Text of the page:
The contemporary bathrooms with walk-in showers are a treat photo/courtesy Arizona Biltmore

Our room was in the Paradise Valley wing. Our ground floor room had a private patio, accessed by a paned glass door. I spent an relaxing few hours sitting on a comfortable chair, feet up, watching hummingbirds frolic. The room, done in a restful pale green was welcoming. The desk, equipped with lots of accessible desk-top outlets, was great for us as both a charging station and a place to set up our laptop so we could get a bit of work done. Ample closet space and drawers make it clear that for many guests the Biltmore becomes home away from home for a while.

If you really want to splurge, book accommodations in Ocatilla the resort’s, luxurious “club accommodations.” In addition to spacious rooms with a nightly turn-down bath, guests can enjoy the private lounge. The lounge amenities include continental breakfast, complimentary copies of the New York Times or Wall Street Journal, wine, beer and soft drinks throughout the day and evening hors d’œuvres (all complimentary), as well as a dedicated concierge service. You can add the club lounge services to any room. The current fee is $50 per room per day.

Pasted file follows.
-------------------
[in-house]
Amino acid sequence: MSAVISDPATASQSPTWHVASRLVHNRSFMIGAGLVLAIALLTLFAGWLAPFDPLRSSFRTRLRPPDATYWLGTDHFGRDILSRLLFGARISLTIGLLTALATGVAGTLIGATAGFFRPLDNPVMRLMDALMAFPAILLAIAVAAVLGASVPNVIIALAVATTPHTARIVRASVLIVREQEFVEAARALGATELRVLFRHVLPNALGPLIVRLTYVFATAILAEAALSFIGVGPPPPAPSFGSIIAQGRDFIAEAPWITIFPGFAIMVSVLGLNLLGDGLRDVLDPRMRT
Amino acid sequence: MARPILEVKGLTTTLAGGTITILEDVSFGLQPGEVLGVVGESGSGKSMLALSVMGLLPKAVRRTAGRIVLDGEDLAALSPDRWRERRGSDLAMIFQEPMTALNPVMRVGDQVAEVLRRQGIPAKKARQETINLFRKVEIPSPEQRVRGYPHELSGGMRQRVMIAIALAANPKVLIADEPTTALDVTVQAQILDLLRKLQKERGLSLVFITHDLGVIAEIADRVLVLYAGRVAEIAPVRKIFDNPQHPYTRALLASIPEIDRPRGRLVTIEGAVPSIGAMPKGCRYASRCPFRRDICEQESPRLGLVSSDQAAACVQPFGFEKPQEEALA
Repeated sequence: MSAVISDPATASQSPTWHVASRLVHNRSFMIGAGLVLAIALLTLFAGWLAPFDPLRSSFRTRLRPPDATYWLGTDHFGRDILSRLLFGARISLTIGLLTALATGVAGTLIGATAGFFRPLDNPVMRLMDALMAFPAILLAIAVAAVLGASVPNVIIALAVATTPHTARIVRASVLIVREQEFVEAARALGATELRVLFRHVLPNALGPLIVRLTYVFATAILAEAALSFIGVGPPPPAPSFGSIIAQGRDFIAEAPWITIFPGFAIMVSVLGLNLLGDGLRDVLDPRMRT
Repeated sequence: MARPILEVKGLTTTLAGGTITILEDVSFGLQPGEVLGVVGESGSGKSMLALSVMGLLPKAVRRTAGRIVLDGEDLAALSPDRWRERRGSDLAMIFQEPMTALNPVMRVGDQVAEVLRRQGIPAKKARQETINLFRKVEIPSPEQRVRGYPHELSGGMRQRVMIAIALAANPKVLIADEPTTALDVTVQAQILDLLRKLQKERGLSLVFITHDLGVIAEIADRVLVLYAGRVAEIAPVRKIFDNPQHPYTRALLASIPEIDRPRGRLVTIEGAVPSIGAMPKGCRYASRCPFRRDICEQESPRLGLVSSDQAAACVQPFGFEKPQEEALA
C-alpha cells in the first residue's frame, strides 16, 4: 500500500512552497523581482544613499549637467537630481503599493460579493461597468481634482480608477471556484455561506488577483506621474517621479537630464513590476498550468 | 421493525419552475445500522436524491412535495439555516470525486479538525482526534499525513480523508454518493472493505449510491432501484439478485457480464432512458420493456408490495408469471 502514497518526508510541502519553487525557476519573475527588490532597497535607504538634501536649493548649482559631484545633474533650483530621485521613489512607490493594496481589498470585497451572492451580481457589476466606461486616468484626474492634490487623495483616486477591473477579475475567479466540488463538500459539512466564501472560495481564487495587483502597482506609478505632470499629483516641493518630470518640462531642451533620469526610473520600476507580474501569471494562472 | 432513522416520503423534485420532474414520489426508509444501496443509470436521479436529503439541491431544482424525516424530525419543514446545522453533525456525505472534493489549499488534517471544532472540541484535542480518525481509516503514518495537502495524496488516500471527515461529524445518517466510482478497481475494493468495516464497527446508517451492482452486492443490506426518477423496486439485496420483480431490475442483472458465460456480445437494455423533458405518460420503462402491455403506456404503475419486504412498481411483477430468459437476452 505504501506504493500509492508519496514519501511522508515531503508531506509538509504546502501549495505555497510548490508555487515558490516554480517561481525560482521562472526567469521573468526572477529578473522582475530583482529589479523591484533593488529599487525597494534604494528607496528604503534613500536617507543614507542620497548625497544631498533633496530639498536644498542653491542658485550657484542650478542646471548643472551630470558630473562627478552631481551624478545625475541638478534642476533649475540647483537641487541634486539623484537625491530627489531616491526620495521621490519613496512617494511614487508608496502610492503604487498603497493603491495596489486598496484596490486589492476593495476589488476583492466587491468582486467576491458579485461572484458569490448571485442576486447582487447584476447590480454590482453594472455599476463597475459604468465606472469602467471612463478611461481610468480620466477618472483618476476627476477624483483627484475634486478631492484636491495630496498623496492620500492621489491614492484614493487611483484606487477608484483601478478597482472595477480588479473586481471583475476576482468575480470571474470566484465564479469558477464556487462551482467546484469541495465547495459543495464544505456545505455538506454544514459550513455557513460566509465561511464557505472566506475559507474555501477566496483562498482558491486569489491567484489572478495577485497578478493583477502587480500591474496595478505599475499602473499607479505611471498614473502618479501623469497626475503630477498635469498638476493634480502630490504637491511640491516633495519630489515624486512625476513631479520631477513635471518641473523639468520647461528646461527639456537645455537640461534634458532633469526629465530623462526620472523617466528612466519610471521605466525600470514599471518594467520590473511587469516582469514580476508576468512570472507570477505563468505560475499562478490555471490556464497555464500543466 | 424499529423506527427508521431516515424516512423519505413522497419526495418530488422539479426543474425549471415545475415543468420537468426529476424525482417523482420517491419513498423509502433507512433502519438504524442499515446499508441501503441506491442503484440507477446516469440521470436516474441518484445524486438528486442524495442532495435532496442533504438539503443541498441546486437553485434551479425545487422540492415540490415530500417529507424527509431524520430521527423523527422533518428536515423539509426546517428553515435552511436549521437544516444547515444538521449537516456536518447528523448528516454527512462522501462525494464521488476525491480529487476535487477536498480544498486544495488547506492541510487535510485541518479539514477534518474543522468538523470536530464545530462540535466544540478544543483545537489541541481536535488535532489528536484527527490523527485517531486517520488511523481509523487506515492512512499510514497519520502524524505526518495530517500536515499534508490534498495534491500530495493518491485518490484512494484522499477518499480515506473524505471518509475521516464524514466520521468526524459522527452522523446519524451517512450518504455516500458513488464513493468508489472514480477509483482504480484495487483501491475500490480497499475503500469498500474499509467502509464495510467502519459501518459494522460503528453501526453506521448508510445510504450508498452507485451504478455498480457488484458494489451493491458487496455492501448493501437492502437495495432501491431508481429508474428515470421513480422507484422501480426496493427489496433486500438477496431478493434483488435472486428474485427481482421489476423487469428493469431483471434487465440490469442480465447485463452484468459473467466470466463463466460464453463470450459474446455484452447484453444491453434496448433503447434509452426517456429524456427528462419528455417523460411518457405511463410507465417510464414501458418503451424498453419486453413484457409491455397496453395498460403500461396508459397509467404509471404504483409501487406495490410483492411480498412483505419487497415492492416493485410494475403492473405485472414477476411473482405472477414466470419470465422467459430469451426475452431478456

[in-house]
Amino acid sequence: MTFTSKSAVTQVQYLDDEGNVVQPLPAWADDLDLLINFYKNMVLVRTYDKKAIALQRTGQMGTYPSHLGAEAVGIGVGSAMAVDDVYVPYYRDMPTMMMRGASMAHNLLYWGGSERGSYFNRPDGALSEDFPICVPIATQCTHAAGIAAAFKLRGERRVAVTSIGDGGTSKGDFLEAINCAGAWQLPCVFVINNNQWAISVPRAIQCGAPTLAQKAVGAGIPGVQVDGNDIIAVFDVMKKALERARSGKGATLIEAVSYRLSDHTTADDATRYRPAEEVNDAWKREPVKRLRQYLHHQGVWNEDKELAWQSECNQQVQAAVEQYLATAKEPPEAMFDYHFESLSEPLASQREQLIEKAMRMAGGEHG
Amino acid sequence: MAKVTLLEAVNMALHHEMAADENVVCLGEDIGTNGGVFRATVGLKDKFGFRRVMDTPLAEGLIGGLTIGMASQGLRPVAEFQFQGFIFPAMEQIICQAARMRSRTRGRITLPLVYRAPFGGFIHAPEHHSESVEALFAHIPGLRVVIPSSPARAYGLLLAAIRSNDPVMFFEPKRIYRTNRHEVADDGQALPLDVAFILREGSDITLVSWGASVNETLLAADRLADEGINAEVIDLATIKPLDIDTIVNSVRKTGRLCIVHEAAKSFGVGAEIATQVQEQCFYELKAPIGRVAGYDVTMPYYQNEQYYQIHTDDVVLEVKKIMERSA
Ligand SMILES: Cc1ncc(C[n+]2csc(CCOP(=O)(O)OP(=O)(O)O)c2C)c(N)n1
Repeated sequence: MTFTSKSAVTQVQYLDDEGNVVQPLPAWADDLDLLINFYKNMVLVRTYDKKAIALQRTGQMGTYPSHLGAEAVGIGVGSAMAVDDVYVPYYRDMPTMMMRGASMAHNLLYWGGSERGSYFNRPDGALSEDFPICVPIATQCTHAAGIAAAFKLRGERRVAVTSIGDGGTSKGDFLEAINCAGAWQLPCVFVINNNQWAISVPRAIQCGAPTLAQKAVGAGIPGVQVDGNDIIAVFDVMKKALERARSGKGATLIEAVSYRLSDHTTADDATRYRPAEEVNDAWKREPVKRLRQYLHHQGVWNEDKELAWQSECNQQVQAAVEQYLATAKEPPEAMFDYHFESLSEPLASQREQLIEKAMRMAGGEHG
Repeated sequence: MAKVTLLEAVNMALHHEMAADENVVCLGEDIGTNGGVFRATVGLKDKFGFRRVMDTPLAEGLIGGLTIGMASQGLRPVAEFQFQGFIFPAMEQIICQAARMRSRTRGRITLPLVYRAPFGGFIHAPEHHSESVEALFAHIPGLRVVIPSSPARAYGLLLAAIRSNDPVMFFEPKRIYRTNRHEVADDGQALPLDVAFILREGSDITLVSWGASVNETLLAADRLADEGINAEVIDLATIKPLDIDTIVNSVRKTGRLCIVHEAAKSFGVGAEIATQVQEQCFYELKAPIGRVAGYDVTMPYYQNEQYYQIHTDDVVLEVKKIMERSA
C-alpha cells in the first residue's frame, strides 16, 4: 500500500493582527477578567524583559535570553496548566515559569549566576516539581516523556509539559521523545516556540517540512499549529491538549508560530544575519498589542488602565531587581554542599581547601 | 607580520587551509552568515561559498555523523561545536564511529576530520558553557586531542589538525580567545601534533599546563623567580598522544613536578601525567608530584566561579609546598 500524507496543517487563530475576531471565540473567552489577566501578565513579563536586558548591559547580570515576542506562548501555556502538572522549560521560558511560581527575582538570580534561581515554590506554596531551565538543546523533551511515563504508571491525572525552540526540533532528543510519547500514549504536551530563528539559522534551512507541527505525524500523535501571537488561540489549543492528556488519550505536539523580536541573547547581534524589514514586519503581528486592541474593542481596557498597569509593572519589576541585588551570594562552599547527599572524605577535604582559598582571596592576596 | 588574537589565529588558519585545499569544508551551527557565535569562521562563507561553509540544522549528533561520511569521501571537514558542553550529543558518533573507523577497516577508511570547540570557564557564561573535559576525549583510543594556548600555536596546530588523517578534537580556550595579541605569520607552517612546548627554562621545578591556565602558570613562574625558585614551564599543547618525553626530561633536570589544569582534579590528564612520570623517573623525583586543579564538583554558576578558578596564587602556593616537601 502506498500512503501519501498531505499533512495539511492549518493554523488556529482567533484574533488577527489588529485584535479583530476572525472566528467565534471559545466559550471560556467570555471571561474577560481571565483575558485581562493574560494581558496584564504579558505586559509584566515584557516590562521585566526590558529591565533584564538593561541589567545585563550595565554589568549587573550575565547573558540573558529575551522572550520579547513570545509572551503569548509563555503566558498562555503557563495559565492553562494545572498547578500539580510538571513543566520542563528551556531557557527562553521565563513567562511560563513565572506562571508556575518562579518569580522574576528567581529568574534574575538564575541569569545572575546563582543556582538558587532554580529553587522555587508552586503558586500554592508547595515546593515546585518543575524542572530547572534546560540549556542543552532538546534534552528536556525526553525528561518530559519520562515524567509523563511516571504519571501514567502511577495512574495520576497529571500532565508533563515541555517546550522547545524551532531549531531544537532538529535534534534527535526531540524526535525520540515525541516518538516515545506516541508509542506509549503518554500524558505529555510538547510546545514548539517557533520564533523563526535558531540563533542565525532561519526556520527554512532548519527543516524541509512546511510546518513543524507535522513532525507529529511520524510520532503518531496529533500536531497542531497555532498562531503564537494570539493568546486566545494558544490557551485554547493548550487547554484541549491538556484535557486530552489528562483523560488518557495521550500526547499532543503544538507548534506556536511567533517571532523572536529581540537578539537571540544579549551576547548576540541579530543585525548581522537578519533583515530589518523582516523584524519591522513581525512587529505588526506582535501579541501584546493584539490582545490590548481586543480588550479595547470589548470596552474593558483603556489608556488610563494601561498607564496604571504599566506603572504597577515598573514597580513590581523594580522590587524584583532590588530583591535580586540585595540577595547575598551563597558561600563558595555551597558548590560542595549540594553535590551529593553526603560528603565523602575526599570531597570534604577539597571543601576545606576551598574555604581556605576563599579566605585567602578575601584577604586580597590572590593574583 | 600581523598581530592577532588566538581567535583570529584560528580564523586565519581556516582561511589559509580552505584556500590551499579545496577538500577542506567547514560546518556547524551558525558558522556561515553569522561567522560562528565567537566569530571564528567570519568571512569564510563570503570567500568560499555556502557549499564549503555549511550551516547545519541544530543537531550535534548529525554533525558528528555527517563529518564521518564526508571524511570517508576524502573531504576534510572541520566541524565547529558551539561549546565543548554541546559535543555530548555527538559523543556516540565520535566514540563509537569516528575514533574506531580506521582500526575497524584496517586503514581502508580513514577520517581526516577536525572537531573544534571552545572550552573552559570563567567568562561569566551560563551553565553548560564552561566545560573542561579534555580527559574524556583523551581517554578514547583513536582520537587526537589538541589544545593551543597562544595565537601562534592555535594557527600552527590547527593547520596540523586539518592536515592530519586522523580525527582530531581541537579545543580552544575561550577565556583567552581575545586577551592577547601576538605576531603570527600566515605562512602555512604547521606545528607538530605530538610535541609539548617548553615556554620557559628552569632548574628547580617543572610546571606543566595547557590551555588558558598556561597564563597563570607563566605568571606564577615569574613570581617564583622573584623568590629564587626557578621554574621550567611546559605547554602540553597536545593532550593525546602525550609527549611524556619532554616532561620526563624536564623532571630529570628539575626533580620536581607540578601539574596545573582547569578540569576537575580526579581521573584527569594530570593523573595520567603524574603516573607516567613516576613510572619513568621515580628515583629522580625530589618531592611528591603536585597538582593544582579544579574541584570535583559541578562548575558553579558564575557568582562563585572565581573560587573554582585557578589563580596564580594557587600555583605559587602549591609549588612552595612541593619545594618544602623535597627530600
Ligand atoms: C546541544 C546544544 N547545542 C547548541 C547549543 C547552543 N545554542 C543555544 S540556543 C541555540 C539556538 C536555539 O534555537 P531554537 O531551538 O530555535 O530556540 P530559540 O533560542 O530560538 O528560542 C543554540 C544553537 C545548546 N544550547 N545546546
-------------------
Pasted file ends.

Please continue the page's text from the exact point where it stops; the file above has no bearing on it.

Abstract sculpture in front of the Terrace Wing photo/Billie Frank

Abstract sculpture in front of the Terrace Court Building photo/Billie Frank

The Biltmore graciously included club service with our room. We enjoyed feeling pampered. We breakfasted there both days. Sunday was a real treat as we got to read the Sunday New York Times on the patio as we ate. The ample offerings included fresh fruit, yogurt, cereal, granola, pastries, croissants, bagels, hard-boiled eggs, coffee and tea. We went for hors d’œuvres one of the nights we were at the resort. There were cheeses, crackers, hot offerings such as mini-quiches, wine and beer. There was also an honor bar for liquor. The concierge service was gracious. When I left something in the lounge, they offered to deliver it to my room. Since we were on our way to dinner, it was immediately delivered to me in front of the hotel. That’s great service!